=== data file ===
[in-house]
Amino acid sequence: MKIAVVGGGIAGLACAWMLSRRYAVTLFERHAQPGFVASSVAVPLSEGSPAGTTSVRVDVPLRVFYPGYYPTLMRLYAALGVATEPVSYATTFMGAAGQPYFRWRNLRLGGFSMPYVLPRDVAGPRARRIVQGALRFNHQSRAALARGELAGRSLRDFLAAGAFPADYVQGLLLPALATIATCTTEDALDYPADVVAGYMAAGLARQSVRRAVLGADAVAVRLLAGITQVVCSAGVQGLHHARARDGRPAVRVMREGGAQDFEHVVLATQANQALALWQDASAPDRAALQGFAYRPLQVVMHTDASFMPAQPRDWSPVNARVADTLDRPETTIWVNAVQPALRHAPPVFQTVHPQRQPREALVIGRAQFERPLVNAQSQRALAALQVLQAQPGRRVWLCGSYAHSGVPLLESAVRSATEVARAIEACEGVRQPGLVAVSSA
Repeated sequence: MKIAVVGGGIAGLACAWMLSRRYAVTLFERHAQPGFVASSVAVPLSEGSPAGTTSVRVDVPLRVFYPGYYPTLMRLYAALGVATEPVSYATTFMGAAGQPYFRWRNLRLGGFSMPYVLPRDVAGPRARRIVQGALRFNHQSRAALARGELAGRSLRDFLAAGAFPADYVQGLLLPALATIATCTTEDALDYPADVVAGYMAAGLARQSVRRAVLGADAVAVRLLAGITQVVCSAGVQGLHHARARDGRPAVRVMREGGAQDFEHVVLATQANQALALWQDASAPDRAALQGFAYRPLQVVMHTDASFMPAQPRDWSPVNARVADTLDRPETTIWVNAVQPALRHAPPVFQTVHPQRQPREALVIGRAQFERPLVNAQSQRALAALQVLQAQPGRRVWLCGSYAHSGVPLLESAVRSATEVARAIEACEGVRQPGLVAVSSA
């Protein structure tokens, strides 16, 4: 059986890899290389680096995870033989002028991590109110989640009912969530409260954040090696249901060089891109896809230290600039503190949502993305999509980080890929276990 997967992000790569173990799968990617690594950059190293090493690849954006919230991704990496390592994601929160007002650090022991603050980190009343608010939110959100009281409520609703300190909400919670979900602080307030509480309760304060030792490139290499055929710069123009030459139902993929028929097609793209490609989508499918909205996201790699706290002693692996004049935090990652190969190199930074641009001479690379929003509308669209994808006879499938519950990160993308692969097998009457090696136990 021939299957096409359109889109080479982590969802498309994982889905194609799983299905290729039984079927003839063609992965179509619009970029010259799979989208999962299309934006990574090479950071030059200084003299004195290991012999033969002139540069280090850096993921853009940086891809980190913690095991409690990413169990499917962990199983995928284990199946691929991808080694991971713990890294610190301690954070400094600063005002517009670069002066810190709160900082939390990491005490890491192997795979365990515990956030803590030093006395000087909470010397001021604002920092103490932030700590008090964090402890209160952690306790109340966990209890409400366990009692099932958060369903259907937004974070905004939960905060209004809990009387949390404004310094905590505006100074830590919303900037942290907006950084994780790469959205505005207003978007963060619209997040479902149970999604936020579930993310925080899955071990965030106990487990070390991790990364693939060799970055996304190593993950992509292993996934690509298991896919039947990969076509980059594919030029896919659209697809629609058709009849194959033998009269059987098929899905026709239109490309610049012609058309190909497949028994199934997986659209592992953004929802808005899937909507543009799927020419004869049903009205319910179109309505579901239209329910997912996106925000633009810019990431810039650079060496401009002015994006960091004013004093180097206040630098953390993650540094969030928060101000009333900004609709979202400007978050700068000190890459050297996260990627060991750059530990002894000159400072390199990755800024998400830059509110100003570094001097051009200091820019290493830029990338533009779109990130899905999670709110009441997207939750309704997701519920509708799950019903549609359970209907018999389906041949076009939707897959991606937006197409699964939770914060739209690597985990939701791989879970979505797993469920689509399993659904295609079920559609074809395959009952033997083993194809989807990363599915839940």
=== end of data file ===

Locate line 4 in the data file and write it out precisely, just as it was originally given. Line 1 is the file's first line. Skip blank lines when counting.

């Protein structure tokens, strides 16, 4: 059986890899290389680096995870033989002028991590109110989640009912969530409260954040090696249901060089891109896809230290600039503190949502993305999509980080890929276990 997967992000790569173990799968990617690594950059190293090493690849954006919230991704990496390592994601929160007002650090022991603050980190009343608010939110959100009281409520609703300190909400919670979900602080307030509480309760304060030792490139290499055929710069123009030459139902993929028929097609793209490609989508499918909205996201790699706290002693692996004049935090990652190969190199930074641009001479690379929003509308669209994808006879499938519950990160993308692969097998009457090696136990 021939299957096409359109889109080479982590969802498309994982889905194609799983299905290729039984079927003839063609992965179509619009970029010259799979989208999962299309934006990574090479950071030059200084003299004195290991012999033969002139540069280090850096993921853009940086891809980190913690095991409690990413169990499917962990199983995928284990199946691929991808080694991971713990890294610190301690954070400094600063005002517009670069002066810190709160900082939390990491005490890491192997795979365990515990956030803590030093006395000087909470010397001021604002920092103490932030700590008090964090402890209160952690306790109340966990209890409400366990009692099932958060369903259907937004974070905004939960905060209004809990009387949390404004310094905590505006100074830590919303900037942290907006950084994780790469959205505005207003978007963060619209997040479902149970999604936020579930993310925080899955071990965030106990487990070390991790990364693939060799970055996304190593993950992509292993996934690509298991896919039947990969076509980059594919030029896919659209697809629609058709009849194959033998009269059987098929899905026709239109490309610049012609058309190909497949028994199934997986659209592992953004929802808005899937909507543009799927020419004869049903009205319910179109309505579901239209329910997912996106925000633009810019990431810039650079060496401009002015994006960091004013004093180097206040630098953390993650540094969030928060101000009333900004609709979202400007978050700068000190890459050297996260990627060991750059530990002894000159400072390199990755800024998400830059509110100003570094001097051009200091820019290493830029990338533009779109990130899905999670709110009441997207939750309704997701519920509708799950019903549609359970209907018999389906041949076009939707897959991606937006197409699964939770914060739209690597985990939701791989879970979505797993469920689509399993659904295609079920559609074809395959009952033997083993194809989807990363599915839940």